Over the weekend, Fuzzy blogged about a caravan of hundreds of Central Americans crossing over into Mexico in an attempt to cross America’s border. The people want to apply for asylum or slip into the country illegally.

At first, Mexico didn’t do anything to stop them, but officials decided late Monday night to disband the caravan. The government will allow disabled people and pregnant women to stay. The others must leave.

BuzzFeed reporter Adolfo Flores is with the group:

Another organizer, Alex Mensing, called the Mexican action a victory for the caravan, saying organizers had successfully persuaded the Mexican government to allow caravan members to apply for asylum in the United States and Mexico.

“Don’t be fooled, the government isn’t ‘disbanding’ it, it’s conceding its participants’ right to apply for asylum without traveling in the shadows,” he said.

Still, hundreds of the migrants are expected to accept Mexico’s offer to allow the most vulnerable among them to stay. A federal delegate with INM who gave only his last name, Rodríguez, told BuzzFeed News that humanitarian visas would go to vulnerable groups such as pregnant women, people with disabilities, or people with chronic illnesses like HIV.

Everyone else will have to petition the Mexican government to stay in the country or they will be ordered to leave, he said.

Those who do not receive the humanitarian visa have to leave Mexico in ten days. They can also ask for permission to stay for 30 days:

Irineo Mujica, director of Pueblo Sin Fronteras, said he expects about one-third of the migrants, if not more, will choose to stay in Mexico.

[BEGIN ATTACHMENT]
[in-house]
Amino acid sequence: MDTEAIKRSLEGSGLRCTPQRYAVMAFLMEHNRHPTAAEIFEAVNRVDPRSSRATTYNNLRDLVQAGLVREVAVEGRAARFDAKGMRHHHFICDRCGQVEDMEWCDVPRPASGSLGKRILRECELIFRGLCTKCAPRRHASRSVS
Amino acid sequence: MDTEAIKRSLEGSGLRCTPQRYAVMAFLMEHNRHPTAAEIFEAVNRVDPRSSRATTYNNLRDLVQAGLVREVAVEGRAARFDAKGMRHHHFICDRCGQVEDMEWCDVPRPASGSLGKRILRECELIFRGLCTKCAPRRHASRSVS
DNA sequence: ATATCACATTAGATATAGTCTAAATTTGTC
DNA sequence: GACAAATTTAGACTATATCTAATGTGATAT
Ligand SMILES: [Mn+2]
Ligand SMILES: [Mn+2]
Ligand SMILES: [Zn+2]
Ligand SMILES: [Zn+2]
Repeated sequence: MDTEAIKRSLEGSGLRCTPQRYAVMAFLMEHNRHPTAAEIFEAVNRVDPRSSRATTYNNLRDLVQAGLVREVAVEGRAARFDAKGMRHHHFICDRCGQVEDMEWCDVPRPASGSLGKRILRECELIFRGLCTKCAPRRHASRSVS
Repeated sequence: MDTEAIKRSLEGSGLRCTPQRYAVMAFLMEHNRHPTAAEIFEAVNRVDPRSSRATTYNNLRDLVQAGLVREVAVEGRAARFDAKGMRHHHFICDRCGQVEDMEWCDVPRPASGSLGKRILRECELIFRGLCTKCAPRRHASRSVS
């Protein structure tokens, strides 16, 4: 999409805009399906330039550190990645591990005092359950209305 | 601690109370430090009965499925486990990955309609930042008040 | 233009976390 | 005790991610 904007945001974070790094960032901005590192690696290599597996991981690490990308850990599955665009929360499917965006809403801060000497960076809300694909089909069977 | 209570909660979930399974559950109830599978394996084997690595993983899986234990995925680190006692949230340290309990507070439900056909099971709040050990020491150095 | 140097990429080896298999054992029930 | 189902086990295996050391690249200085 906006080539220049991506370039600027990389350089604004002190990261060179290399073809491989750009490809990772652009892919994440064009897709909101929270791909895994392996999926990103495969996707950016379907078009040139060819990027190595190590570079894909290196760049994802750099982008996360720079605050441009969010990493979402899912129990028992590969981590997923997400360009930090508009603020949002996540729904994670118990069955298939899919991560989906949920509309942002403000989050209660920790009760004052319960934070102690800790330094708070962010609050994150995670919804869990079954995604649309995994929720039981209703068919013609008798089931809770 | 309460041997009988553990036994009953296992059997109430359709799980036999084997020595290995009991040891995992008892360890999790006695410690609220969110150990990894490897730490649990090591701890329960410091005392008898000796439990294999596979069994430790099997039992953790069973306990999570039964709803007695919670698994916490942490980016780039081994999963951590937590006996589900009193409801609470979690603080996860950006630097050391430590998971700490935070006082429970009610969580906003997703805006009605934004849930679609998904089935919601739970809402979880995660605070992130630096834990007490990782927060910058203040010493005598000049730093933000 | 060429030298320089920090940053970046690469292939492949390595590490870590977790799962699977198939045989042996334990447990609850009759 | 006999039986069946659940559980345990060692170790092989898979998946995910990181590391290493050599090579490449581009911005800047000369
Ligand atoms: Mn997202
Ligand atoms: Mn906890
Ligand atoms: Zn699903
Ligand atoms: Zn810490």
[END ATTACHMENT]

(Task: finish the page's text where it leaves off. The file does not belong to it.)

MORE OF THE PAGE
“I hope a large majority decide to stay in Mexico now that we’ve seen the reaction from hate groups in the United States,” Mujica told BuzzFeed News.

Interesting. I love how Mujica mentions these “hate groups” in America, but doesn’t mention the fact that Mexico is not allowing everyone to stay. After all:

The Mexican Secretariat of the Interior (SEGOB) said it had already deported 400 migrants who were a part of the caravan.

“Under no circumstances will the government of Mexico promote irregular migration,” SEGOB said in a statement.

Mexico has been detaining and deporting thousands of migrants for years.

According to a recent report, in January and February Mexican immigration authorities deported 16,278 people.

How much do you want to bet that America will receive all the backlash if we deport the same amount of people from this caravan? So Mexico can have tough immigration policies, but America can’t?

Officials believe that the people in the caravan will rely on the “catch and release” policy. Border Patrol union leader Brandon Judd told Fox News:

“First off, you have got a Mexican government entity that is assisting these individuals that are coming up to the United States,” Judd told “Fox & Friends.” “These individuals do not have passports or legal documents to be in Mexico, yet you got an agency that’s helping them get to our [U.S.] border.”

Judd said border patrol agents do not have the ability to stop the migrants at the border even if they only step one foot on U.S. soil.

“Once they [the migrants] enter the country, even if we [border patrol agents] are standing at the border with our hands out saying, ‘Don’t enter, don’t enter,’ all they have to do is cross one foot into the border and we have to take them into custody,” Judd said. “If they ask for asylum or say I fear to go back to my country, then we have to process them under ‘credible fear’ which allows them to be released into our country.”

If anything, this caravan will cause more headaches for our authorities and lawmakers, who have struggled to reach an agreement on immigration. It’s already caused President Donald Trump to angrily react, which has shown me that it’s pushed him away from a compromise. He also noted Mexico’s tough immigration and border laws: